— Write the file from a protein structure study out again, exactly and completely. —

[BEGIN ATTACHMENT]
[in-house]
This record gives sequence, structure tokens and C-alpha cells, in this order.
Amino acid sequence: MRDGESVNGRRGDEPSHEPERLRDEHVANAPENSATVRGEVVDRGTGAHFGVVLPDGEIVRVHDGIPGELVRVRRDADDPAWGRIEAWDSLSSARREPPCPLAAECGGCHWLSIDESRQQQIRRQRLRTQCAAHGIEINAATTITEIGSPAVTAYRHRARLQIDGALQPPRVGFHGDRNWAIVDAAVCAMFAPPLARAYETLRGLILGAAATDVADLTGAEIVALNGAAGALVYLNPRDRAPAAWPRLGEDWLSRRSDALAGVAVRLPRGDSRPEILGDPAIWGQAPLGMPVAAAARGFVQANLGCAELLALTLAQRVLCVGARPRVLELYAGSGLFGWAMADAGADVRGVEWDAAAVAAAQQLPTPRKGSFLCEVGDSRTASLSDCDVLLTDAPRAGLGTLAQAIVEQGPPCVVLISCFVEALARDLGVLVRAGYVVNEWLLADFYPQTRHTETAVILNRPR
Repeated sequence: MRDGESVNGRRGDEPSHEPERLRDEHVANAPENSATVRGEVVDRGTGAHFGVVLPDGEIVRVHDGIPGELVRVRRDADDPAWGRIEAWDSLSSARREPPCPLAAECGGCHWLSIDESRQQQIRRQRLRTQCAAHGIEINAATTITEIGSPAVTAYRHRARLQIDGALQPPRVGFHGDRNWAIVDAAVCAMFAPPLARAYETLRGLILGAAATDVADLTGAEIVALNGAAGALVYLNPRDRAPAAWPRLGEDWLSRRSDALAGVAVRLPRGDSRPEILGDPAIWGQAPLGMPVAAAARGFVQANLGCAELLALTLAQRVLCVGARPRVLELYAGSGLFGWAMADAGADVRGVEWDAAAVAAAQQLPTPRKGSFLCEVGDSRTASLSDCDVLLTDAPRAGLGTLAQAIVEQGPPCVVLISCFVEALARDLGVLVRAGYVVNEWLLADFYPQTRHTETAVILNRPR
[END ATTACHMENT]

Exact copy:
[in-house]
This record gives sequence, structure tokens and C-alpha cells, in this order.
Amino acid sequence: MRDGESVNGRRGDEPSHEPERLRDEHVANAPENSATVRGEVVDRGTGAHFGVVLPDGEIVRVHDGIPGELVRVRRDADDPAWGRIEAWDSLSSARREPPCPLAAECGGCHWLSIDESRQQQIRRQRLRTQCAAHGIEINAATTITEIGSPAVTAYRHRARLQIDGALQPPRVGFHGDRNWAIVDAAVCAMFAPPLARAYETLRGLILGAAATDVADLTGAEIVALNGAAGALVYLNPRDRAPAAWPRLGEDWLSRRSDALAGVAVRLPRGDSRPEILGDPAIWGQAPLGMPVAAAARGFVQANLGCAELLALTLAQRVLCVGARPRVLELYAGSGLFGWAMADAGADVRGVEWDAAAVAAAQQLPTPRKGSFLCEVGDSRTASLSDCDVLLTDAPRAGLGTLAQAIVEQGPPCVVLISCFVEALARDLGVLVRAGYVVNEWLLADFYPQTRHTETAVILNRPR
Repeated sequence: MRDGESVNGRRGDEPSHEPERLRDEHVANAPENSATVRGEVVDRGTGAHFGVVLPDGEIVRVHDGIPGELVRVRRDADDPAWGRIEAWDSLSSARREPPCPLAAECGGCHWLSIDESRQQQIRRQRLRTQCAAHGIEINAATTITEIGSPAVTAYRHRARLQIDGALQPPRVGFHGDRNWAIVDAAVCAMFAPPLARAYETLRGLILGAAATDVADLTGAEIVALNGAAGALVYLNPRDRAPAAWPRLGEDWLSRRSDALAGVAVRLPRGDSRPEILGDPAIWGQAPLGMPVAAAARGFVQANLGCAELLALTLAQRVLCVGARPRVLELYAGSGLFGWAMADAGADVRGVEWDAAAVAAAQQLPTPRKGSFLCEVGDSRTASLSDCDVLLTDAPRAGLGTLAQAIVEQGPPCVVLISCFVEALARDLGVLVRAGYVVNEWLLADFYPQTRHTETAVILNRPR